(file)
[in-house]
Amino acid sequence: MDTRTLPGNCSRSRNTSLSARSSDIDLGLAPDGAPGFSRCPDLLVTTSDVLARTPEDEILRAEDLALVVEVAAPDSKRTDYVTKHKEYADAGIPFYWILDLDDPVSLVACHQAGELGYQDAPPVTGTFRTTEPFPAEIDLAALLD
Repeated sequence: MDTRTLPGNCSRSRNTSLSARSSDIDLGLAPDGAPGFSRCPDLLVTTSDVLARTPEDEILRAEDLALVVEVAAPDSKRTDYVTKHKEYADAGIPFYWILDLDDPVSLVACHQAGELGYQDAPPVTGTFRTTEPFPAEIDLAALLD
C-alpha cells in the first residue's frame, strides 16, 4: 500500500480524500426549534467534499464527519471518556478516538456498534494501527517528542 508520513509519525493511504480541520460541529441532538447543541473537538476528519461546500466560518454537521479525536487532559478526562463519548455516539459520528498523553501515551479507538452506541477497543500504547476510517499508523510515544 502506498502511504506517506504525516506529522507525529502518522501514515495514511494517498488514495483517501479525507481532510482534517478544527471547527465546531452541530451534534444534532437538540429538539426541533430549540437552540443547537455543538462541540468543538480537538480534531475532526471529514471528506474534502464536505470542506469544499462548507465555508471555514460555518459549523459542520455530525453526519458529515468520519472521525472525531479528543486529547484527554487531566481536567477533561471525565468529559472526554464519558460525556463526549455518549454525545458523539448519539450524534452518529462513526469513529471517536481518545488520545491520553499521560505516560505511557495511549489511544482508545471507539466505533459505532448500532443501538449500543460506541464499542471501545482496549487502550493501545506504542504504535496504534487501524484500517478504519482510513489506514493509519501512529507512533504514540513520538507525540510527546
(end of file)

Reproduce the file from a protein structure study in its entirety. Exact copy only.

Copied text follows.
[in-house]
Amino acid sequence: MDTRTLPGNCSRSRNTSLSARSSDIDLGLAPDGAPGFSRCPDLLVTTSDVLARTPEDEILRAEDLALVVEVAAPDSKRTDYVTKHKEYADAGIPFYWILDLDDPVSLVACHQAGELGYQDAPPVTGTFRTTEPFPAEIDLAALLD
Repeated sequence: MDTRTLPGNCSRSRNTSLSARSSDIDLGLAPDGAPGFSRCPDLLVTTSDVLARTPEDEILRAEDLALVVEVAAPDSKRTDYVTKHKEYADAGIPFYWILDLDDPVSLVACHQAGELGYQDAPPVTGTFRTTEPFPAEIDLAALLD
C-alpha cells in the first residue's frame, strides 16, 4: 500500500480524500426549534467534499464527519471518556478516538456498534494501527517528542 508520513509519525493511504480541520460541529441532538447543541473537538476528519461546500466560518454537521479525536487532559478526562463519548455516539459520528498523553501515551479507538452506541477497543500504547476510517499508523510515544 502506498502511504506517506504525516506529522507525529502518522501514515495514511494517498488514495483517501479525507481532510482534517478544527471547527465546531452541530451534534444534532437538540429538539426541533430549540437552540443547537455543538462541540468543538480537538480534531475532526471529514471528506474534502464536505470542506469544499462548507465555508471555514460555518459549523459542520455530525453526519458529515468520519472521525472525531479528543486529547484527554487531566481536567477533561471525565468529559472526554464519558460525556463526549455518549454525545458523539448519539450524534452518529462513526469513529471517536481518545488520545491520553499521560505516560505511557495511549489511544482508545471507539466505533459505532448500532443501538449500543460506541464499542471501545482496549487502550493501545506504542504504535496504534487501524484500517478504519482510513489506514493509519501512529507512533504514540513520538507525540510527546